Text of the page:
An Analysis of 20,000 Idling Complaints in NYC


Jeff Novich
5 min readJun 18, 2021


Back in December 2020 I made a FOIL request for all the data for the DEP Citizen Complaint Idling reports. On June 4, I received an Excel spreadsheet file via email with 20,000 records. [Original file] [Google sheet]

As a reminder, the DEP launched a program in 2018 where NYers could submit “citizen complaints” of idling vehicles (eg a truck with its engine running for more than 3 minutes). This would lead to a summons issued to the company that operates the commercial vehicle and once the company pays the fine, 25% of the settlement can be claimed by the individual who filed the complaint (typically $85).

This made some people a nice chunk of change.

What’s in the data

There are nearly 20,000 records here that each represent a unique report of a vehicle that was idling, submitted to the DEP. They break down as follows:

  • 15.5k unique license plates
  • 11.5k unique company names (however there are quite a few variations of the same company names, so I’d estimate this number to be closer to 3–5,000 actual companies)
  • 500 unique submitters (known as “applicants”)

Vehicle Type breakdown

Let’s start with the basics. The rule of thumb for valid vehicles is basically bus, van or truck but specifically: does it have company info and a DOT number that is visible?

In front of a school

Normally, when a vehicle has a running motor for more than 3 minutes, that is considered as the threshold for idling. This means the DEP requirement for videos is that they must be a minimum of 4 minutes of unedited video so that they prove beyond a reasonable doubt that the vehicle was idling. However, if the vehicle is on a street that borders a school, that threshold drops to 1 minute (with a 2 min recording requirement), a far easier amount of time to stand next to a truck and not draw too much attention!

Top offenders by company

Not surprisingly, the top companies we all know are in the top 10 list. Note that the actual data is quite dirty so the names of these companies often take different forms (eg Fedex, Federal Express, Federal Express DBA Fedex). I took some time to clean up a couple of the big ones to get to a more accurate overall number.

The top 10 offending companies (out of ~5,000) represent nearly 14% of all submitted complaints.

Top offenders by License plate

  • OYB3670 — a FUJI express bus — got 23 reports. It is the top offender!

Here are the top 15 offenders by license plate:

Pro tip: these idling complaints do not appear in the open data violations record for a vehicle. So they won’t appear in

Yeah this is what I’d expect.

By reporter

The users who made submissions are known in the data as “applicants” but we will call them “reporters”. They are anonymous but you can at least group by the individual, gaining a sense of how many submissions the top reporters made.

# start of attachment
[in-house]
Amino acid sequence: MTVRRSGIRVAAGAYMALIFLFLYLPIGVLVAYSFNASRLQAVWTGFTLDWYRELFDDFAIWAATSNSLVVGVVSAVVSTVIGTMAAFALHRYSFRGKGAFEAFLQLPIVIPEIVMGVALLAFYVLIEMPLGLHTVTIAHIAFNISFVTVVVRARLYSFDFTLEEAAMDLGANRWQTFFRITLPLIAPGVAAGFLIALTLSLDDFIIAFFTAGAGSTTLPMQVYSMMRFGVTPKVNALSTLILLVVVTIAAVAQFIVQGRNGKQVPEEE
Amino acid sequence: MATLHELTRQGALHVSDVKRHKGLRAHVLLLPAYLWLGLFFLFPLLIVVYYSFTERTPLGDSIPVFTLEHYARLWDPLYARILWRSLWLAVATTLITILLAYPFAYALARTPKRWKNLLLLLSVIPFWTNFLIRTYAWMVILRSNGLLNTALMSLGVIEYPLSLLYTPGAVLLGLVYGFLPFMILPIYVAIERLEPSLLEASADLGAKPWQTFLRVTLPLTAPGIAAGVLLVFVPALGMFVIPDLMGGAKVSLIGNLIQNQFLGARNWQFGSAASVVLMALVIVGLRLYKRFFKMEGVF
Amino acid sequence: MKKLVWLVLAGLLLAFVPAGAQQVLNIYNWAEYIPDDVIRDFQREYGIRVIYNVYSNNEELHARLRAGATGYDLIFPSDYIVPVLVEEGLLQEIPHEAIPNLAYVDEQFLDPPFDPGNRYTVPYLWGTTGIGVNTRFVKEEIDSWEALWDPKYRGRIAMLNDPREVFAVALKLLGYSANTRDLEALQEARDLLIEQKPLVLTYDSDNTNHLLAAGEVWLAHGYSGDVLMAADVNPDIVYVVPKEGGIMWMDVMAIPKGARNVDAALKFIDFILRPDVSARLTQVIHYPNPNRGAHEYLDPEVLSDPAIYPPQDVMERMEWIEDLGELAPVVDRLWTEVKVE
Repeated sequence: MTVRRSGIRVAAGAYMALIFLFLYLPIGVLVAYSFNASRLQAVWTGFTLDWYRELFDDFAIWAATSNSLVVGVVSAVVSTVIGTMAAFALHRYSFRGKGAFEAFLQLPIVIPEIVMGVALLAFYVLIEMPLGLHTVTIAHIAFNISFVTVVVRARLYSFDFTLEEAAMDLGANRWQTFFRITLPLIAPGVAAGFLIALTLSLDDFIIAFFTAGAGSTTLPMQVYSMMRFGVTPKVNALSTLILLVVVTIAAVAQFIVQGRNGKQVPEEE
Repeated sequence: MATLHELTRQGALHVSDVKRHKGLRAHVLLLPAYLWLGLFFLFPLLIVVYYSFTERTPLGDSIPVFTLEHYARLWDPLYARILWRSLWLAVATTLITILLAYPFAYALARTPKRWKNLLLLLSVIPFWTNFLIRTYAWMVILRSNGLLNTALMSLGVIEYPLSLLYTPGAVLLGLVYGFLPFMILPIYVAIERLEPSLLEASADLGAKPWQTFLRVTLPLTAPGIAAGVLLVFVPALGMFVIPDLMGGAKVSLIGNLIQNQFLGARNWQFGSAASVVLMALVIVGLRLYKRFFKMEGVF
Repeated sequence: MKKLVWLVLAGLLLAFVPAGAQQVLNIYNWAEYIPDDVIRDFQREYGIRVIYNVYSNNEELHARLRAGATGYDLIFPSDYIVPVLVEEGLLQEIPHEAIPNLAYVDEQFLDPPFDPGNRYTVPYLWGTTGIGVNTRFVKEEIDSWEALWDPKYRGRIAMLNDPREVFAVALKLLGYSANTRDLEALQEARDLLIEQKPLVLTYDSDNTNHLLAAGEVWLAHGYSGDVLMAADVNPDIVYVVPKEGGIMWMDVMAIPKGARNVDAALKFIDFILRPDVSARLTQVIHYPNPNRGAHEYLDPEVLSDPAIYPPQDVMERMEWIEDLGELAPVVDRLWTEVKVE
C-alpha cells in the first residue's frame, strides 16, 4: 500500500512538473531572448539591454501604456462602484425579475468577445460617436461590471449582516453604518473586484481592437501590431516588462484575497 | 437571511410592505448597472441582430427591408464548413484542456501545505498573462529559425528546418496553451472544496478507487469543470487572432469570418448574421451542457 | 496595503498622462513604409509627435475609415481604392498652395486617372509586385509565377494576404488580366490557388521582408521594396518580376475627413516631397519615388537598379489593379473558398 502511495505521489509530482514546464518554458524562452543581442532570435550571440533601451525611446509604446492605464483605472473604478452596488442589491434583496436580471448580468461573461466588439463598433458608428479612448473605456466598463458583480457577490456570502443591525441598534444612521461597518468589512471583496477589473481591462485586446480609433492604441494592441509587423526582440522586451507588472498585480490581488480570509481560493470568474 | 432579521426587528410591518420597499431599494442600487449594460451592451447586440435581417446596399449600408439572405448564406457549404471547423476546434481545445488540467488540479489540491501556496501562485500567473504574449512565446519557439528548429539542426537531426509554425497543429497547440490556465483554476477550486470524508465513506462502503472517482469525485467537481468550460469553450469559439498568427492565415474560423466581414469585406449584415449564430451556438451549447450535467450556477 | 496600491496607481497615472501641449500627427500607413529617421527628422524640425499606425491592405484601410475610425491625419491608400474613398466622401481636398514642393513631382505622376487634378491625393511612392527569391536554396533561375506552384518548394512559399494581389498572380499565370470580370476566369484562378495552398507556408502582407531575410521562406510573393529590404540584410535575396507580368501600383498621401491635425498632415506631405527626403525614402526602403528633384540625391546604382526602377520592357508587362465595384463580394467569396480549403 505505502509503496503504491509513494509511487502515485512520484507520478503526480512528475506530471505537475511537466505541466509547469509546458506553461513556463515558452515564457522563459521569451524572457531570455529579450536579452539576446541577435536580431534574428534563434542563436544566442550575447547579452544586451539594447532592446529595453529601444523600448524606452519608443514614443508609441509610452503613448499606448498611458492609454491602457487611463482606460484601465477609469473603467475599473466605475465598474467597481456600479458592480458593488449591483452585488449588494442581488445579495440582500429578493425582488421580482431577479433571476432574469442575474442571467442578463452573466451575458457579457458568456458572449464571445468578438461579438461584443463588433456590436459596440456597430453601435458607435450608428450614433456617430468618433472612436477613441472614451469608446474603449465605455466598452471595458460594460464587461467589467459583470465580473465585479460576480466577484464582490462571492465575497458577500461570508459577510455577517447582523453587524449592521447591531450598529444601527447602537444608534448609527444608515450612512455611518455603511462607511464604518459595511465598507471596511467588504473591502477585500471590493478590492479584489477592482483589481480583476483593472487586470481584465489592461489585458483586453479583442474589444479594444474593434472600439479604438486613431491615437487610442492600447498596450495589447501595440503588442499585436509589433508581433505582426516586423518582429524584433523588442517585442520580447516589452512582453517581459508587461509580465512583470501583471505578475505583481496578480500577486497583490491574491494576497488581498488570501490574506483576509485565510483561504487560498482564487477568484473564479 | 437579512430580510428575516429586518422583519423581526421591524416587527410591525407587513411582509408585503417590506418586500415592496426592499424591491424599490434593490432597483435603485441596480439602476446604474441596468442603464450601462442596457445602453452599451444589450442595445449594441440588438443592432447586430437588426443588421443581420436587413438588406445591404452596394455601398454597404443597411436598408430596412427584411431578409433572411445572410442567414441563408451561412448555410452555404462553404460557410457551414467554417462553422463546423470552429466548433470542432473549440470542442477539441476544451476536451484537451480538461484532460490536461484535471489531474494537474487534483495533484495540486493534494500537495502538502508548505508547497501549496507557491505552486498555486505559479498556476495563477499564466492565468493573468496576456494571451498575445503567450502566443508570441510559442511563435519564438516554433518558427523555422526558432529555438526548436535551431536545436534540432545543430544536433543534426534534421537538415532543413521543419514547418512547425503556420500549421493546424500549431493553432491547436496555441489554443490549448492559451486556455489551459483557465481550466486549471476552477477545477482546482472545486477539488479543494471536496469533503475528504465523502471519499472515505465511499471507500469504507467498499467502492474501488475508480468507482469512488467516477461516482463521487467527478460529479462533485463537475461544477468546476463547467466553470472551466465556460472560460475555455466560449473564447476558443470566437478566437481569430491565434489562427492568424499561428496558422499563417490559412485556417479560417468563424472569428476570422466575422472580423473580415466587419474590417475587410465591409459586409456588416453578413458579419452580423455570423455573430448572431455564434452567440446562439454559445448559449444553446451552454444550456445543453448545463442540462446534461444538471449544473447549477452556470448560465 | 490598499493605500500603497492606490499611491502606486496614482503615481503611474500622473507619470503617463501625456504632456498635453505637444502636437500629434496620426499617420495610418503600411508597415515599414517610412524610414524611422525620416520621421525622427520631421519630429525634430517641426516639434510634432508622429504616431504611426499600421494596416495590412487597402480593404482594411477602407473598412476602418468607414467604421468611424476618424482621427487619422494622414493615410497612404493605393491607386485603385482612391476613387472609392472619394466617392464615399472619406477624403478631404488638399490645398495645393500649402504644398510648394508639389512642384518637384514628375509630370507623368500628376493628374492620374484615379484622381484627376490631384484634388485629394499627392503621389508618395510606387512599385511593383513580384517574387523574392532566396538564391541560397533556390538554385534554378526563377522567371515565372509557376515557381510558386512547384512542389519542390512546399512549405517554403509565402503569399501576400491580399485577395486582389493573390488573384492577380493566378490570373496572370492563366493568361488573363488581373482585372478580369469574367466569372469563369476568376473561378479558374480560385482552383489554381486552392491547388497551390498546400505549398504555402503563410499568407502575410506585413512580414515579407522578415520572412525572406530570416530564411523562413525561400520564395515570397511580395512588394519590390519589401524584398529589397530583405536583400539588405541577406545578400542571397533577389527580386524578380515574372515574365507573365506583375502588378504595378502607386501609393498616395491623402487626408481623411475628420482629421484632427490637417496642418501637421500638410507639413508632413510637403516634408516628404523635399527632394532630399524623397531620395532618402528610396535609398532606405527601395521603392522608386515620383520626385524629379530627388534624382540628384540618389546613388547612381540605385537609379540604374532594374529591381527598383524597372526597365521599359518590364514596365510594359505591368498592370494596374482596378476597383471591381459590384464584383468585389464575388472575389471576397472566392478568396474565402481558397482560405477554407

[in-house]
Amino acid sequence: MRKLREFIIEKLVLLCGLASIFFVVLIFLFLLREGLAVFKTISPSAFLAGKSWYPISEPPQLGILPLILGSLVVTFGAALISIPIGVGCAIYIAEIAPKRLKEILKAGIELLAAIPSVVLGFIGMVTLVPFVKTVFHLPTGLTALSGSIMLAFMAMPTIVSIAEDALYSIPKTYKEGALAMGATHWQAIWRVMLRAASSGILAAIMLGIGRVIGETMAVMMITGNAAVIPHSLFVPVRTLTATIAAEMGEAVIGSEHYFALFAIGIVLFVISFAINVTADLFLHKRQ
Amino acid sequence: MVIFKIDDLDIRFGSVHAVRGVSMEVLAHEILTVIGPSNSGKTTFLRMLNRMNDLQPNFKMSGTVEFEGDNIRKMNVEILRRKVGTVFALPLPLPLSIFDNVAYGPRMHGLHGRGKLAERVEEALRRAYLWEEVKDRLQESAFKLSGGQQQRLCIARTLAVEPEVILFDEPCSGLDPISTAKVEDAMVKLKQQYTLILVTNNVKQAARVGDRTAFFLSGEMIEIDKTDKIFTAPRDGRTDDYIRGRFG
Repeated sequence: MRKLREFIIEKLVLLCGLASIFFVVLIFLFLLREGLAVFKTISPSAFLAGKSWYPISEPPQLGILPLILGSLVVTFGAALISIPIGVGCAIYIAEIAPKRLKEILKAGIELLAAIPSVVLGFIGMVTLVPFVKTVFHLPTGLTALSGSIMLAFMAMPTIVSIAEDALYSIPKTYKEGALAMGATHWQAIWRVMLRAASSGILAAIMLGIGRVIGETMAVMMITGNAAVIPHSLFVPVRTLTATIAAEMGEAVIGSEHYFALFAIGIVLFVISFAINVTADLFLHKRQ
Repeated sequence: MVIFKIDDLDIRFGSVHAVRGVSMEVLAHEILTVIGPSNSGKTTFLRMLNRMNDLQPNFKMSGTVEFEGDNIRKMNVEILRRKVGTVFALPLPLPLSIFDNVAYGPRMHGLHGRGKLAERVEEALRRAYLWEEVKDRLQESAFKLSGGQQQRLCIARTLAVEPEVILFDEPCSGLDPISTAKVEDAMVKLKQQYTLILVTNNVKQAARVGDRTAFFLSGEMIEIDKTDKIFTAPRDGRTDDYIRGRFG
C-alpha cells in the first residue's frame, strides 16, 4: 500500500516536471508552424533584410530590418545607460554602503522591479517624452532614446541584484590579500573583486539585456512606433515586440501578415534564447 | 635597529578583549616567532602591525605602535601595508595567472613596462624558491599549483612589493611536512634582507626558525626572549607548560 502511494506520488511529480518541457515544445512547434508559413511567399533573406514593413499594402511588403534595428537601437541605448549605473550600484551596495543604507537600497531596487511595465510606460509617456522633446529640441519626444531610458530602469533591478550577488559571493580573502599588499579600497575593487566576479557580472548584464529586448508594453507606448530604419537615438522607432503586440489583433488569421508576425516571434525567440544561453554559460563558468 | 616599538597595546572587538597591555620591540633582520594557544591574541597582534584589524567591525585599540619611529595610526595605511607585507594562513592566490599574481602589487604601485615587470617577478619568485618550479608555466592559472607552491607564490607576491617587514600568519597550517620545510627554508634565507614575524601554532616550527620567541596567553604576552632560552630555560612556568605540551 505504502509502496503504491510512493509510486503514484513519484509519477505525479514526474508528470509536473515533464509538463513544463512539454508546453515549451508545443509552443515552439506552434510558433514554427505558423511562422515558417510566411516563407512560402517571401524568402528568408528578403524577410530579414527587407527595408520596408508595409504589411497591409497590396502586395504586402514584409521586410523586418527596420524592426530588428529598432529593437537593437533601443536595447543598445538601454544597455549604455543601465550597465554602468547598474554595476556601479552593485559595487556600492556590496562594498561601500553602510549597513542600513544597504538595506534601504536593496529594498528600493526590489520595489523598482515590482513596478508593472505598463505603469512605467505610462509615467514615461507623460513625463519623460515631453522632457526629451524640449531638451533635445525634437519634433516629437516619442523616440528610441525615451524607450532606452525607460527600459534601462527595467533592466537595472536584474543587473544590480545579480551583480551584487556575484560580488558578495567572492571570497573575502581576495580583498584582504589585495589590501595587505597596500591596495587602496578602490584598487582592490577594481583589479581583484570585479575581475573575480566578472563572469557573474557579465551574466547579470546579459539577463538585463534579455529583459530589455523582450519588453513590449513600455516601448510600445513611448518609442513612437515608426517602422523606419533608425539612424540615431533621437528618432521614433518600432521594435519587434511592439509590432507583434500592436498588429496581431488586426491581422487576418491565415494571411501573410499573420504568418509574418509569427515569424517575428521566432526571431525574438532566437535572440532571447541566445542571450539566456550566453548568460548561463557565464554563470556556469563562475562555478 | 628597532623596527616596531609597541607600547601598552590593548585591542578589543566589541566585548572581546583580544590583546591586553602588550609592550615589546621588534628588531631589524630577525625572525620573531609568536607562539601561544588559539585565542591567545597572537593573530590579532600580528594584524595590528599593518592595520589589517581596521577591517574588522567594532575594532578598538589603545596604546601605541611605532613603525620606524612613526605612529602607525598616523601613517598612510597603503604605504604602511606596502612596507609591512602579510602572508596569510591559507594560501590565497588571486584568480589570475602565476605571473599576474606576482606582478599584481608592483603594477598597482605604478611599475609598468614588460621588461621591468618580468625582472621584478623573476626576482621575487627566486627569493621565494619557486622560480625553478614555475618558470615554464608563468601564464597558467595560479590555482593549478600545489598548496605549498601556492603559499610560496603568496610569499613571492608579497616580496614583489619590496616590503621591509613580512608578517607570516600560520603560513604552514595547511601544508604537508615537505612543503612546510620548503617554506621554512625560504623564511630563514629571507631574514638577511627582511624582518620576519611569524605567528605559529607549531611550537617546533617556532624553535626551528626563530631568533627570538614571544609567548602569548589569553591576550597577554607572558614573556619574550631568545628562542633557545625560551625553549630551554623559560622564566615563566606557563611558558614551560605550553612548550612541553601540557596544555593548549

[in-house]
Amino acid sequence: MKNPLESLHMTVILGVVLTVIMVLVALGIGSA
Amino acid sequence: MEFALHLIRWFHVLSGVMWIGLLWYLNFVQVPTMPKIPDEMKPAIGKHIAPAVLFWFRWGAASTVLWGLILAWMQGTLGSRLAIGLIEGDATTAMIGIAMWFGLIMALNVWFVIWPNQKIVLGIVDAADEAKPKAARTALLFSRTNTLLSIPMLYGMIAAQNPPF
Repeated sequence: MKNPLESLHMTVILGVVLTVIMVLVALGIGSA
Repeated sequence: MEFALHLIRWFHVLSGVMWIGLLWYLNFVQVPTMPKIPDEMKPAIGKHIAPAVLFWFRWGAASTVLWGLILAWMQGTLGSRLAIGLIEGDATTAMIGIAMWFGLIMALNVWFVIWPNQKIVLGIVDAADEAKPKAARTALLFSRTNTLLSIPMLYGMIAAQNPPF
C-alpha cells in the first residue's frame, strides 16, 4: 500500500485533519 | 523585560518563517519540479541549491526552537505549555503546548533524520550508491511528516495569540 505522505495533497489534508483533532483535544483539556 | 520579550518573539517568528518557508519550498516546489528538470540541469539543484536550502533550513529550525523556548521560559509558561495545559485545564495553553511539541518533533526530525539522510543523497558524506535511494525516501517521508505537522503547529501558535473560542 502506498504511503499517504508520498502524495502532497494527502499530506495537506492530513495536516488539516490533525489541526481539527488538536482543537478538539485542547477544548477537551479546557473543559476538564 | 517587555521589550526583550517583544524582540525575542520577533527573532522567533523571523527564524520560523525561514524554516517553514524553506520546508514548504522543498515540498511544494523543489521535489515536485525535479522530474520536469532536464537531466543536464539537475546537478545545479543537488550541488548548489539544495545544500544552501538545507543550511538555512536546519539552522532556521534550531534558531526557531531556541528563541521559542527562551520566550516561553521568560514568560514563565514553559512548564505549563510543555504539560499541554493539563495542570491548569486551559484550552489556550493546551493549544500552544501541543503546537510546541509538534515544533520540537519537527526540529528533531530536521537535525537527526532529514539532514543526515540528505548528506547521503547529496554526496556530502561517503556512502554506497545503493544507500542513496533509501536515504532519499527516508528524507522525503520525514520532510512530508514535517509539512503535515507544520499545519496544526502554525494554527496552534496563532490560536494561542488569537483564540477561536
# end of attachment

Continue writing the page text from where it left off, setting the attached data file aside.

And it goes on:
The top 20 reporters filed 85% of all submissions!

  • The # 1 reporter filed 20% of all submissions. They did 5–10 almost every day for long stretches, almost entirely around Hell’s kitchen (eg West 40s). This person is rich… :)
  • The next 3 most active reporters filed about 10% each. They made some good $$ too!

By status

The vast majority (84%) of reports are pursued (eg Notice of Violation sent to OATH). 2.6% are disqualified and 13% are “not pursued”. These are most likely due to insufficient video, incorrect data or some other reason, though there is no reason provided in the data.

By zipcode / location

  • 10036 [Hells Kitchen] had 14.23%
  • 10023 [Upper west side from 60th- 75th st] had 10%
  • 10018 [Midtown West, borders Hells kitchen] 5.39%
  • 11215 [Park slope & Gowanus] 5.10%
Top addresses by complaints

Monthly volume

Here you can see how many reports were made each month with a major spike when the program really took off and then a major drop when the pandemic began in March 2020.

Cross Reference with Reported Data

I also ran a cross-reference to see how many of these 15.5k license plates were also reported at some point for blocking bike lanes or parking illegally via the Reported app. Not surprisingly, there were 700 reports for 423 of the plates over the last few years.

A few not-at-all-surprising comments:

Coned truck parked in bike lane, refused to move

Truck in photo was parked/standing in the bike lane headed north on avenue C. In order to go around I needed to wait for the green like and traffic in a one way street.

Blocked both bike lanes at the end of the 158th street hill

Mapping license plates to companies

One problem in open data is that we do not have company data on license plates. It’s frustrating to not know that a commercial license plate is owned by Verizon or Coned, etc. This should be public. Here, we can utilize this dataset to map license plates to the companies that operate them. With this new FOIL data, you can quickly identify from a given license plate (if it’s been reported previously) what company it belongs to, eg UPS, Fedex, Coned, Amazon… This unlocks a few interesting opportunities such as auto-populating company data for idling complaints on any known vehicle in the system, and identifying the company when users report vehicles blocking bike lanes.

How would you use this data to gain new insights? What kinds of questions are you looking to answer? Please let me know and comment!



Jeff Novich

product @ClassPass | husband & dad | Transit & #bikenyc advocate | creator @Reported_NYC